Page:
On a brighter note, Manfredi said she saw Moreno, the DDC Project Liaison assigned to the 3rd Avenue project, in mid-October posting signs on storefronts about planned work. He informed her at the time that construction for Phase 1 would soon be over, “They say that it’s the end of their four year project. Yesterday [October 24] they repaved the streets. They’re doing some repairs on the sidewalk and they’re just sort of getting things off of their list and they’re supposed to be on their way and continuing north towards Atlantic [Avenue],” Manfredi said.
“Now supposedly this is it, but I’m not going to hold my breath because they find some reason…. We’ve had three sidewalks in the last three years. For some reason they just keep finding reasons to rip up the streets,” she said.
“The project seems to be winding down although it’s always unpredictable,” said Shannon Moran, owner of Triple Diamond Tattoo at 257 3rd Avenue (between Union & President Streets), in a follow-up conversation with Bklyner.
“Our walk-in business has absolutely suffered from the construction. How can people walk by if there is a trench in place of a sidewalk or if every corner is barricaded with construction gates and heavy machinery?” she asked in February. More recently she said her business received a negative Yelp review due to the black construction dust she is “constantly battling” inside her shop.
“The parking issue was really coming to a head in the neighborhood and really hit an all time low. There were full blocks without parking due to the construction vehicles parked there, piles of wood, steel, pipes and supplies and then the work sites themselves,” she recalls. Manfredi confirmed Moran’s claim noting, “all the construction guys are hogging up all the parking spaces.”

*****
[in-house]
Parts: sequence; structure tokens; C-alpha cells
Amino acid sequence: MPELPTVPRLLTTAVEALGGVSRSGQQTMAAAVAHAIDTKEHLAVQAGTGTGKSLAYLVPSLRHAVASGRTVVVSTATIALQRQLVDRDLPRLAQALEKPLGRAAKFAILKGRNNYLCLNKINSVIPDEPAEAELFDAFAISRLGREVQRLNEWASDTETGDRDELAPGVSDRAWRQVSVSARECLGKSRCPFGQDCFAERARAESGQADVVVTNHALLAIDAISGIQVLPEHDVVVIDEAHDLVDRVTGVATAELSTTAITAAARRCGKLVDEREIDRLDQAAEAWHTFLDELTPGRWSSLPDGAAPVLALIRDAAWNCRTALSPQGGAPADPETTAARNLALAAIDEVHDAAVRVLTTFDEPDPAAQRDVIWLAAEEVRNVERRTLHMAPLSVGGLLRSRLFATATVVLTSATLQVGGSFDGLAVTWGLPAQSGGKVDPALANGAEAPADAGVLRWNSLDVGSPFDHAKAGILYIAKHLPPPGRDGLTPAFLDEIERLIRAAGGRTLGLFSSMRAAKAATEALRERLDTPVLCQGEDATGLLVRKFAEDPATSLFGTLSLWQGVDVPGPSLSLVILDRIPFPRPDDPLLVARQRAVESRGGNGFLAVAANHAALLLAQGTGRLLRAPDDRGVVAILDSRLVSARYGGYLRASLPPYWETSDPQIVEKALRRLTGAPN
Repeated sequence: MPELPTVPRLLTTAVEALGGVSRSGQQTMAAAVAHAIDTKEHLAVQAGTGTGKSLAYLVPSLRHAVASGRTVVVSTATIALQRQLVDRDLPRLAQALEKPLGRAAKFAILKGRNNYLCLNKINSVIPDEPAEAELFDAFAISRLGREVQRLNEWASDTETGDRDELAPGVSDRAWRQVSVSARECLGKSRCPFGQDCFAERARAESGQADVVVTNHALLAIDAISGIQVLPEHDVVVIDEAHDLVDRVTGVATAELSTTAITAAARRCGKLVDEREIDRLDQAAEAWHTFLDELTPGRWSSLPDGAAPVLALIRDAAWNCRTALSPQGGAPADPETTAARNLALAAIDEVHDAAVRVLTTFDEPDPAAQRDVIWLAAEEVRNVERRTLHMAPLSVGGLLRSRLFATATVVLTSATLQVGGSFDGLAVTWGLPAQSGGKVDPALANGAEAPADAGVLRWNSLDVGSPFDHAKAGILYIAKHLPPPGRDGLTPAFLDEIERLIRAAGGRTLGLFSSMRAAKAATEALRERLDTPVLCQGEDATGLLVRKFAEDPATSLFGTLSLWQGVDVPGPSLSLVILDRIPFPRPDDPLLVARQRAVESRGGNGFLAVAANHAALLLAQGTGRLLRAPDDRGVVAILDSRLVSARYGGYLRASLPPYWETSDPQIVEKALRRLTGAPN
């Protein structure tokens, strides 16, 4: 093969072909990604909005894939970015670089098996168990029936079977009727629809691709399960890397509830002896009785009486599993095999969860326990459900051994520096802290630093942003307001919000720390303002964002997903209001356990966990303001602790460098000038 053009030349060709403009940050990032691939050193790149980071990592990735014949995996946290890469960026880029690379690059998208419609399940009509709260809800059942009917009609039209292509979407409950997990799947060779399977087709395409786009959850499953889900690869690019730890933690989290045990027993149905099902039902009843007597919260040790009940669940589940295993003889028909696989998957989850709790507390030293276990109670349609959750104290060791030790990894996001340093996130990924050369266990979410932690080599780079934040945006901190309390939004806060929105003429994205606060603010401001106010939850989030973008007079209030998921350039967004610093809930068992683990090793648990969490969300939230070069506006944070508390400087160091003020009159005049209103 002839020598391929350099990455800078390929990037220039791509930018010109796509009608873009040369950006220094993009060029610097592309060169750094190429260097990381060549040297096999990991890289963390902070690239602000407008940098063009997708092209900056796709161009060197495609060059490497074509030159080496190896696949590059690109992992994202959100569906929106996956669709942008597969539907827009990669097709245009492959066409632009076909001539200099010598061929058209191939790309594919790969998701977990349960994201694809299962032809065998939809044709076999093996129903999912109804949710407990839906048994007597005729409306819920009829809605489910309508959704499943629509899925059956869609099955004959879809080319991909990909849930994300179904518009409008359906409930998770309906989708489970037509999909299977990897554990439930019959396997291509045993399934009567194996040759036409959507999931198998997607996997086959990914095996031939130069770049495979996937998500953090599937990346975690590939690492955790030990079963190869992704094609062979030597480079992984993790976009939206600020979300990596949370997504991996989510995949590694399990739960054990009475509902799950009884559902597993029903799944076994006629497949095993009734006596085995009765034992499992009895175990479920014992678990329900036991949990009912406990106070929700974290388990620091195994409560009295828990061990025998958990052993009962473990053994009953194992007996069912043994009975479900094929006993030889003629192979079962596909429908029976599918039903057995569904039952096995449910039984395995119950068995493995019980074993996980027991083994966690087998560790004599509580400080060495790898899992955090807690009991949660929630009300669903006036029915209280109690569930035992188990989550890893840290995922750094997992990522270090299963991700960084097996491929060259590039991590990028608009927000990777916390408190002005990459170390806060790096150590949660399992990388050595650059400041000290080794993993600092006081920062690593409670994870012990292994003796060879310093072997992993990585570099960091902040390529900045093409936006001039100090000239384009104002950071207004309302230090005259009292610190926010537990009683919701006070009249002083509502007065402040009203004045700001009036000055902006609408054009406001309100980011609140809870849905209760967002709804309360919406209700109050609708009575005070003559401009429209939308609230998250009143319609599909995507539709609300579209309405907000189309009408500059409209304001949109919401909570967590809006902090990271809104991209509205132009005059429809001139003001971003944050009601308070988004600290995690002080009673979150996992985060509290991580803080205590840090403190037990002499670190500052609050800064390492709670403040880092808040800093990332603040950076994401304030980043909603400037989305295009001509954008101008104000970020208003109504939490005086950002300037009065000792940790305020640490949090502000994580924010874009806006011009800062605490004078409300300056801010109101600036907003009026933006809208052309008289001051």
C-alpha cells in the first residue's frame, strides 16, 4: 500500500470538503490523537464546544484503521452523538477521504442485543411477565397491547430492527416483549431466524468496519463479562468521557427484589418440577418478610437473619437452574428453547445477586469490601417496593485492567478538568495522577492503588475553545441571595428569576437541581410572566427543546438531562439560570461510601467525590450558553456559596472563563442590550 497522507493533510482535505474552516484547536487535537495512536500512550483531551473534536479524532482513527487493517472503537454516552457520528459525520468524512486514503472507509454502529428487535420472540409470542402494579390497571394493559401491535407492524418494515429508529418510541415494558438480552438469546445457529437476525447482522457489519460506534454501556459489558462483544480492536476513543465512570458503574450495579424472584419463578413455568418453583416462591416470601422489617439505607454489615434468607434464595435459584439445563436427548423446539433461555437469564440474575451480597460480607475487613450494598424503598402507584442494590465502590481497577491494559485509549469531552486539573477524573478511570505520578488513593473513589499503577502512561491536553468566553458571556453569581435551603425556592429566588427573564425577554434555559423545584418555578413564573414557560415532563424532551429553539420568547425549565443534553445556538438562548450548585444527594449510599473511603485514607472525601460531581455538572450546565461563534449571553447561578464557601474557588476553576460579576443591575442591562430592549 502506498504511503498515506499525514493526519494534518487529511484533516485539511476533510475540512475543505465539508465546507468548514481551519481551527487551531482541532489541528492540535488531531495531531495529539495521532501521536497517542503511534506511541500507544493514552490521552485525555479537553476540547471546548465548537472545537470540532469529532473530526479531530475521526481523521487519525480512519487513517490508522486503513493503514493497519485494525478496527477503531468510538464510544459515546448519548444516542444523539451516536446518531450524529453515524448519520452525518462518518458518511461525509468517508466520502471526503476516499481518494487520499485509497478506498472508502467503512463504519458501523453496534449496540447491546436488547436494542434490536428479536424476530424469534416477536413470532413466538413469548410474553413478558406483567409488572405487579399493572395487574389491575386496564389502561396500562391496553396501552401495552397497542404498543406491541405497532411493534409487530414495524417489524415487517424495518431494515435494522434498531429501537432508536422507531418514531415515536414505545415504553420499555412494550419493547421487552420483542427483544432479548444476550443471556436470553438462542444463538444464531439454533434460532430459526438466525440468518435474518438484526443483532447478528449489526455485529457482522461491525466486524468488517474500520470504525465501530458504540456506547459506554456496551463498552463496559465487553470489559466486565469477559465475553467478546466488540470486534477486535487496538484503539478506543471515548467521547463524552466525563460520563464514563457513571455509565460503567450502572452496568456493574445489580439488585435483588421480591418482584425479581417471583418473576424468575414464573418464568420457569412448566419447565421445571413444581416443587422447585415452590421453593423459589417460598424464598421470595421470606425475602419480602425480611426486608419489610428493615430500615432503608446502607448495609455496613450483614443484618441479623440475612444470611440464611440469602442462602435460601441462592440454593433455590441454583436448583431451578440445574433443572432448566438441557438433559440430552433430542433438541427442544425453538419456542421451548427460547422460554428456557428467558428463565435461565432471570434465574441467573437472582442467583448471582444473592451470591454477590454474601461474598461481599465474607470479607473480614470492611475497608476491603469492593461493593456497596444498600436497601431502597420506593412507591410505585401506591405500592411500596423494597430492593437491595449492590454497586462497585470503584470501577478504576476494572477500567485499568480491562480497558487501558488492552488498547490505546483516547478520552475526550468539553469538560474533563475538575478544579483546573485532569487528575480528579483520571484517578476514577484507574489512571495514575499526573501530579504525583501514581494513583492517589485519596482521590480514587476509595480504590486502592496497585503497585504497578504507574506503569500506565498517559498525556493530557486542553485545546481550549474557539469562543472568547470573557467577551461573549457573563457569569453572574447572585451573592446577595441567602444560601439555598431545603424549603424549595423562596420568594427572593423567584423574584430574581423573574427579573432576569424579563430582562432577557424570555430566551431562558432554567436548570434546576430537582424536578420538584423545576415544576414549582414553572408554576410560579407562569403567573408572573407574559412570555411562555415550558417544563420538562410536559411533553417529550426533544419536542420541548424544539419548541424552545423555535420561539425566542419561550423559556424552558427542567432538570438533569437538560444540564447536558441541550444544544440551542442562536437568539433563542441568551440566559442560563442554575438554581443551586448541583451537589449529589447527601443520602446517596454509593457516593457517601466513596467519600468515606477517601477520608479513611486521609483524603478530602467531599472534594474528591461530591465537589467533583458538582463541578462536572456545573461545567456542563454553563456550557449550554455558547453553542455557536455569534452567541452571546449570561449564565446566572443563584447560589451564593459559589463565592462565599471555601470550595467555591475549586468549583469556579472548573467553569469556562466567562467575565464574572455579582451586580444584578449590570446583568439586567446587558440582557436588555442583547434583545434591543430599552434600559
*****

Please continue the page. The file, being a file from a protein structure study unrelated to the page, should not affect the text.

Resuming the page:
“Thankfully that has lifted as of right now,” Moran continued. “There have been many days when you see them laying a fresh sidewalk or a new road and you think, ‘Wow, it’s over.’ Then a week or so later they are ripping it all up again.”
“It does seem like it is ending, they have painted lines on the road and that seems reassuring,” she added optimistically.
Moran says that the city’s efforts to keep business owners apprised of upcoming work hasn’t changed since she last spoke to Bklyner. “The communication has remained the same, although they have now been taping notices on our front door with updates. I really do not appreciate that. Last week we had four different notices taped to our front door,” she said.
Both she and Manfredi say they are given a couple of days warning prior to when planned work begins. “We just have been getting an email here and there with the task they are performing that week…. For a few years it was complete radio silence, then last year they started with the email updates that only explain the task for that week,” Moran says.
When the construction first began, Moran said she tried contacting various city agencies for help but quickly became frustrated after constantly being given the run-around. “We have been shrugged off every time we have attempted,” she told Bklyner earlier this year. “At some point you give up because you have to turn your efforts and attention to keeping your business going.”
“We have never received any help, assistance or compensation from the city,” she reiterated last week. “I know Michelle [Inciarrano] from Twig was trying hard to get the severity of this situation known to the city. It just became obvious no one cared,” Moran says.
City policies are “hostile toward small businesses,” Inciarrano told Bklyner over the telephone. She and her business partner, Katy Maslow, relocated Twig Terrariums to 642 Coney Island Avenue on the border of Ditmas Park and Kensington in May. She recalls investing a lot of time and money into addressing the construction issues with city agencies and officials but ultimately “the city did not volunteer any compensation,” even after a damaged sewer drain on the corner of Carroll Street and 3rd Avenue flooded Twig’s basement following a heavy rain in May 2017.